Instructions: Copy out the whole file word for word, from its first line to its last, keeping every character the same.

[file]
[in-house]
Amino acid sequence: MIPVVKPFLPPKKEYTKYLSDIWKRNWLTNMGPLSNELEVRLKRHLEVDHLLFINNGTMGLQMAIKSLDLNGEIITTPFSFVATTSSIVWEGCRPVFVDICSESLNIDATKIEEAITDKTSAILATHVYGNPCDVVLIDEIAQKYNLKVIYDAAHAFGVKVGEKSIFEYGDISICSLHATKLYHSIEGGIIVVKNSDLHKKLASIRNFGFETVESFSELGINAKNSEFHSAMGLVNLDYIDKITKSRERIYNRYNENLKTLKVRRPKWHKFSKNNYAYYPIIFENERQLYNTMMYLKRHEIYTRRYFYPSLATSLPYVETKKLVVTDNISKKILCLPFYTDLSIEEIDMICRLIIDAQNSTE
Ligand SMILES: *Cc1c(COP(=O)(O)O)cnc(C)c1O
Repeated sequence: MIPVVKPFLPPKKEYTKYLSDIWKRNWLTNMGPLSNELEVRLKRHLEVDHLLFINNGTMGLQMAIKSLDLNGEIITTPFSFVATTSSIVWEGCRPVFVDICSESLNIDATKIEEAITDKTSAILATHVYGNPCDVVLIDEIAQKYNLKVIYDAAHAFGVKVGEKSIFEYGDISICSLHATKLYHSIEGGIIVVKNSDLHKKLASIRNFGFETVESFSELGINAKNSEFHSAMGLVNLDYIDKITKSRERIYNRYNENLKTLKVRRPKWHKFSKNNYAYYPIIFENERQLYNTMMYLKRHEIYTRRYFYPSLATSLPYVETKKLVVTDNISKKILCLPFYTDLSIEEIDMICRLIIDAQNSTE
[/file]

[in-house]
Amino acid sequence: MIPVVKPFLPPKKEYTKYLSDIWKRNWLTNMGPLSNELEVRLKRHLEVDHLLFINNGTMGLQMAIKSLDLNGEIITTPFSFVATTSSIVWEGCRPVFVDICSESLNIDATKIEEAITDKTSAILATHVYGNPCDVVLIDEIAQKYNLKVIYDAAHAFGVKVGEKSIFEYGDISICSLHATKLYHSIEGGIIVVKNSDLHKKLASIRNFGFETVESFSELGINAKNSEFHSAMGLVNLDYIDKITKSRERIYNRYNENLKTLKVRRPKWHKFSKNNYAYYPIIFENERQLYNTMMYLKRHEIYTRRYFYPSLATSLPYVETKKLVVTDNISKKILCLPFYTDLSIEEIDMICRLIIDAQNSTE
Ligand SMILES: *Cc1c(COP(=O)(O)O)cnc(C)c1O
Repeated sequence: MIPVVKPFLPPKKEYTKYLSDIWKRNWLTNMGPLSNELEVRLKRHLEVDHLLFINNGTMGLQMAIKSLDLNGEIITTPFSFVATTSSIVWEGCRPVFVDICSESLNIDATKIEEAITDKTSAILATHVYGNPCDVVLIDEIAQKYNLKVIYDAAHAFGVKVGEKSIFEYGDISICSLHATKLYHSIEGGIIVVKNSDLHKKLASIRNFGFETVESFSELGINAKNSEFHSAMGLVNLDYIDKITKSRERIYNRYNENLKTLKVRRPKWHKFSKNNYAYYPIIFENERQLYNTMMYLKRHEIYTRRYFYPSLATSLPYVETKKLVVTDNISKKILCLPFYTDLSIEEIDMICRLIIDAQNSTE